In the July/August 1995 publishing of Foreign Affairs, the House Magazine of the Council on Foreign Relations, Arthur Schlesinger, Jr., says that:
“We are not going to achieve a new world order without paying for it in blood as well as in words and money.”
THAT quotation and many others like them – clearly demonstrate that the words “new world order” are deadly serious and furthermore, have been in use for decades. They did not originate with President George Bush in 1990. The “old world order” is one based on independent nation-states. The “new world order” involves the elimination of the sovereignty and independence of nation-states and some form of world government. This means the end of the United States of America, the U.S. Constitution, and the Bill of Rights as we now know them. Most of the new world order proposals involve the conversion of the United Nations and its agencies to a world government, complete with a world army, a world parliament, a world court, global taxation, and numerous other agencies to control every aspect of human life (education, nutrition, health care, population, immigration, communications, transportation, commerce, agriculture, finance, the environment, etc.). The various notions of the “new world order” differ as to details and scale, but agree on the basic principle and substance.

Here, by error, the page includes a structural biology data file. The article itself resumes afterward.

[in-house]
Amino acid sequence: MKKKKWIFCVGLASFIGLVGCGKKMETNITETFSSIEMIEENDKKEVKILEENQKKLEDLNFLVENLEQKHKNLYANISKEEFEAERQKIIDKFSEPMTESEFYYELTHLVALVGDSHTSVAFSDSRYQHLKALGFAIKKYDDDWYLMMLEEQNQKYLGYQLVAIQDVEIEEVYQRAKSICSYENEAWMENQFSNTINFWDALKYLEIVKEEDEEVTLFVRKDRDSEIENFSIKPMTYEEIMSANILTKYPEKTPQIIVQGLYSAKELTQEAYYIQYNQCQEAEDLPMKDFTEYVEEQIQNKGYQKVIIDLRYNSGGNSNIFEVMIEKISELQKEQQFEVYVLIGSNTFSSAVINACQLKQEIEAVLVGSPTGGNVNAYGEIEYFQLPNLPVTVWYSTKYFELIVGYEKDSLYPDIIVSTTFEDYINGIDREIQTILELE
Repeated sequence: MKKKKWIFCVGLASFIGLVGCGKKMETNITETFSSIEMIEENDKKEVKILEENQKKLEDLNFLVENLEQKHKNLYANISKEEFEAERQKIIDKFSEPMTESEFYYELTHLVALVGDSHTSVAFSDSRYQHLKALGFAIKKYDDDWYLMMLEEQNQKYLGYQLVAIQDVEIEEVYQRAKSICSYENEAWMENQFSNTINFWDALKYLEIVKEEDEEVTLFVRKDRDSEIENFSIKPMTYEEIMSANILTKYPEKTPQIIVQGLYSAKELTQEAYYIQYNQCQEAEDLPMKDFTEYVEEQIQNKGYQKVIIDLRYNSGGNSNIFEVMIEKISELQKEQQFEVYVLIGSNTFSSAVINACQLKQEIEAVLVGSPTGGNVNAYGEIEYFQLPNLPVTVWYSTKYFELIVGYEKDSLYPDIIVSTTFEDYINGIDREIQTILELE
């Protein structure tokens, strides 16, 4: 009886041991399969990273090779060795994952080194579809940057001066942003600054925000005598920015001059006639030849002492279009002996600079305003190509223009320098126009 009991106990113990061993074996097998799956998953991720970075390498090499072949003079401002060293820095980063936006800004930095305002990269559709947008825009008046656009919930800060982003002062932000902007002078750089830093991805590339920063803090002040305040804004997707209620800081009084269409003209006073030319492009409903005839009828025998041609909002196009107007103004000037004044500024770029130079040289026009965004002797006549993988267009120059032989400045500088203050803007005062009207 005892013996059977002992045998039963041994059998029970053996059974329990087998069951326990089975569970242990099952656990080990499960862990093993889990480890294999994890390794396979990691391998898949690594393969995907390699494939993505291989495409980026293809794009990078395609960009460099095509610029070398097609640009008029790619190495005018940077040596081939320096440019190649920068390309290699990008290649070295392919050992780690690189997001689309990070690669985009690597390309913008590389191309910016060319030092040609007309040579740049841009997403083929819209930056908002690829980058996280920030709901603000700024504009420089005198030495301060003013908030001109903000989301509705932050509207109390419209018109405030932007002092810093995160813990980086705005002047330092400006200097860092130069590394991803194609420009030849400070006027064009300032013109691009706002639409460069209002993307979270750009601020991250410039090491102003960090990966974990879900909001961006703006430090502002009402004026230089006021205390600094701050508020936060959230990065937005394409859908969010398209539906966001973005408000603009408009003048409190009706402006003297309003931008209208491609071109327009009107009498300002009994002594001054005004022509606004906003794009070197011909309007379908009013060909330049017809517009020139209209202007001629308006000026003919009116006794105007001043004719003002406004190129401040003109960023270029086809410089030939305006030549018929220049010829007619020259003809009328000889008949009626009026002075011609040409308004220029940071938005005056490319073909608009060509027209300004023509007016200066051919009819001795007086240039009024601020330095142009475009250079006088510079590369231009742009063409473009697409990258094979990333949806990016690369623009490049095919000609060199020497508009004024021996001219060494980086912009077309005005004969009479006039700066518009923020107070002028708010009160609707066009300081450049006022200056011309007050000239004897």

Arthur Meier Schlesinger Jr. (born Arthur Bancroft Schlesinger; October 15, 1917 – February 28, 2007) was an American historian, social critic, and public intellectual. The son of the influential historian Arthur M. Schlesinger Sr. and a specialist in American history, much of Schlesinger’s work explored the history of 20th-century American liberalism. In particular, his work focused on leaders such as Harry S. Truman, Franklin D. Roosevelt, John F. Kennedy, and Robert F. Kennedy. In the 1952 and 1956 presidential campaigns, he was a primary speechwriter and adviser to the Democratic presidential nominee both times, Adlai Stevenson II. Schlesinger served as special assistant and “court historian” to President Kennedy from 1961 to 1963. Wikipedia